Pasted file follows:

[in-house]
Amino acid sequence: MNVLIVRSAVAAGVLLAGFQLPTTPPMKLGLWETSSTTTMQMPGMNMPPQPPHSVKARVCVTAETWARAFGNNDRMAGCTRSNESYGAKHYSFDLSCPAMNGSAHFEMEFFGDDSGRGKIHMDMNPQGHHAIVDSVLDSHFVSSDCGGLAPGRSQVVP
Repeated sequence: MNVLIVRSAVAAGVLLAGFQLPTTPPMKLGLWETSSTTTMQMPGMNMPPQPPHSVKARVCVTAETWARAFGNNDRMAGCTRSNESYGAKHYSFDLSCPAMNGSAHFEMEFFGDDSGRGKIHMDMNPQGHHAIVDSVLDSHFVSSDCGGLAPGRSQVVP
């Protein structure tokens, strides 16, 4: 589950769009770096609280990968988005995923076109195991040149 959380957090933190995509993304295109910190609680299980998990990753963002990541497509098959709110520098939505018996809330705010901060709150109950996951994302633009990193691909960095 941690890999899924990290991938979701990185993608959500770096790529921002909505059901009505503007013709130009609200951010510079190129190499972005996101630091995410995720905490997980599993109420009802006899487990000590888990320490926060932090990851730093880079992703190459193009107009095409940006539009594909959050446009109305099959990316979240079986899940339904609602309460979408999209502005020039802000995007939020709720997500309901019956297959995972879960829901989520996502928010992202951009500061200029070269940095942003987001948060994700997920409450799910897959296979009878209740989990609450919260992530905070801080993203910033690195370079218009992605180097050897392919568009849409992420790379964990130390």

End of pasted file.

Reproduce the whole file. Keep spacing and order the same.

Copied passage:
[in-house]
Amino acid sequence: MNVLIVRSAVAAGVLLAGFQLPTTPPMKLGLWETSSTTTMQMPGMNMPPQPPHSVKARVCVTAETWARAFGNNDRMAGCTRSNESYGAKHYSFDLSCPAMNGSAHFEMEFFGDDSGRGKIHMDMNPQGHHAIVDSVLDSHFVSSDCGGLAPGRSQVVP
Repeated sequence: MNVLIVRSAVAAGVLLAGFQLPTTPPMKLGLWETSSTTTMQMPGMNMPPQPPHSVKARVCVTAETWARAFGNNDRMAGCTRSNESYGAKHYSFDLSCPAMNGSAHFEMEFFGDDSGRGKIHMDMNPQGHHAIVDSVLDSHFVSSDCGGLAPGRSQVVP
């Protein structure tokens, strides 16, 4: 589950769009770096609280990968988005995923076109195991040149 959380957090933190995509993304295109910190609680299980998990990753963002990541497509098959709110520098939505018996809330705010901060709150109950996951994302633009990193691909960095 941690890999899924990290991938979701990185993608959500770096790529921002909505059901009505503007013709130009609200951010510079190129190499972005996101630091995410995720905490997980599993109420009802006899487990000590888990320490926060932090990851730093880079992703190459193009107009095409940006539009594909959050446009109305099959990316979240079986899940339904609602309460979408999209502005020039802000995007939020709720997500309901019956297959995972879960829901989520996502928010992202951009500061200029070269940095942003987001948060994700997920409450799910897959296979009878209740989990609450919260992530905070801080993203910033690195370079218009992605180097050897392919568009849409992420790379964990130390």